Having had appointments with the local Alcohol Unit my consumption is related to the stress that this condition and the others gives me also the way it has been handled,so is not really seen as an issue more a get out of hospital card as it is not that frequent and does help the stomach get rid of the nasty bits.

I am not GF I am Totally free of gluten & wheat and other things including sleep.


Hi Pretender,

Thank you for sharing, your experience is a rather unhappy example of how the stress of chronic illness can lead to further health and life problems.

Andrea x


The stress is human inflicted through lack of knowledge, education & training by those who are in theory supposed to care rather than financial incentives with in the Health Profession and charities who claim they work in our interest....More Vodka please! (not much else avaiable to me). Safe for Coeliac's what a statement.


I am also totally free from wheat, gluten and sleep. Its not about thinking poor me, its about all the other medical problems that come with CD. Andrea knowing that I am not the only person with CD to have all these negative feeling is a great help. The big one for me is my 3 stone weight gain which makes me very embarressed over the size of my body this has effected my confidence within my job and my home life. I like the idea of a regime for self care. I am going to start with the A4 paper exercise and think of the other ways CD has effected my life. Thank you Andrea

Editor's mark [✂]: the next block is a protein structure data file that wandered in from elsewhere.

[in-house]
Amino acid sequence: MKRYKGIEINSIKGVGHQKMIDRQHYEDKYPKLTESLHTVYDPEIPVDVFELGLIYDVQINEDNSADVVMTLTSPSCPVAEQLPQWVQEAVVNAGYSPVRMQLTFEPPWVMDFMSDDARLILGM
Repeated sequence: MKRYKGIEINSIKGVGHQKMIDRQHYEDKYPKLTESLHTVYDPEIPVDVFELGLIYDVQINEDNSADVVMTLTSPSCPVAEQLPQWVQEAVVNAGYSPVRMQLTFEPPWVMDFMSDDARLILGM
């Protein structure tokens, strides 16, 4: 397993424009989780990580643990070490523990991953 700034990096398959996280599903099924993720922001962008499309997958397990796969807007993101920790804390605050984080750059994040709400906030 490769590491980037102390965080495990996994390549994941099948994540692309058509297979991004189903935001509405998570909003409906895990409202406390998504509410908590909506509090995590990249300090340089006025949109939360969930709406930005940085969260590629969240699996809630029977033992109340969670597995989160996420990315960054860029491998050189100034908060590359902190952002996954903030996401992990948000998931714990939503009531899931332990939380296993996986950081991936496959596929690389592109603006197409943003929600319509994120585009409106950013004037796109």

Hi Angie22,

I am glad you got something positive from my post :-) you're not alone! I remember when I was first diagnosed and went gluten free, I gained a lot of weight and used to joke I was going to write a GF cookbook titled 'So You Think You Can't Be Coeliac And Fat', because many people at the time assumed that the condition would only lead to weight loss, not gain!

I don't think it's a coincidence that I only lost the weight once I had done the work on healing my emotions, as well as ditching the GF substitute foods.

Let me know how you get on with the exercise, I would love to know.

Andrea x


Likewise, I am totally gluten free, as I have found the small levels of gluten in so-called 'gluten-free' processed foods to be too much for my system at the moment. That said, from reading through Andrea's blogs and the responses to it, I realise how extremely luck I am.

My only feelings following my diagnosis have been relief and happiness. After three months without consuming gluten, I feel better than I can ever remember having felt before in my entire life. Nearly all of my health problems have resolved themselves, and the few remaining issues are gradually improving as time goes on.

I don't miss gluten foods or my former lifestyle one little bit. I am just delighted to have this whole new lease of life, while I am still young enough to really benefit from it.

Admittedly, I was already following a vegan diet, do perhaps I was already well accustomed to eating differently to others. I also teach yoga and meditate, so that too probably stood me in good stead.

While I can see the importance of acknowledging and addressing any negative emotions, I personally feel it's far more beneficial to embrace the 'new you', and to focus on all the myriad health improvements experienced, whatever the pace of progress.

Being diagnosed with coeliac disease is not a bad thing - it's the start of the journey to good health. We are fortunate in suffering from a disease that is totally treatable. That's something to celebrate, not mourn.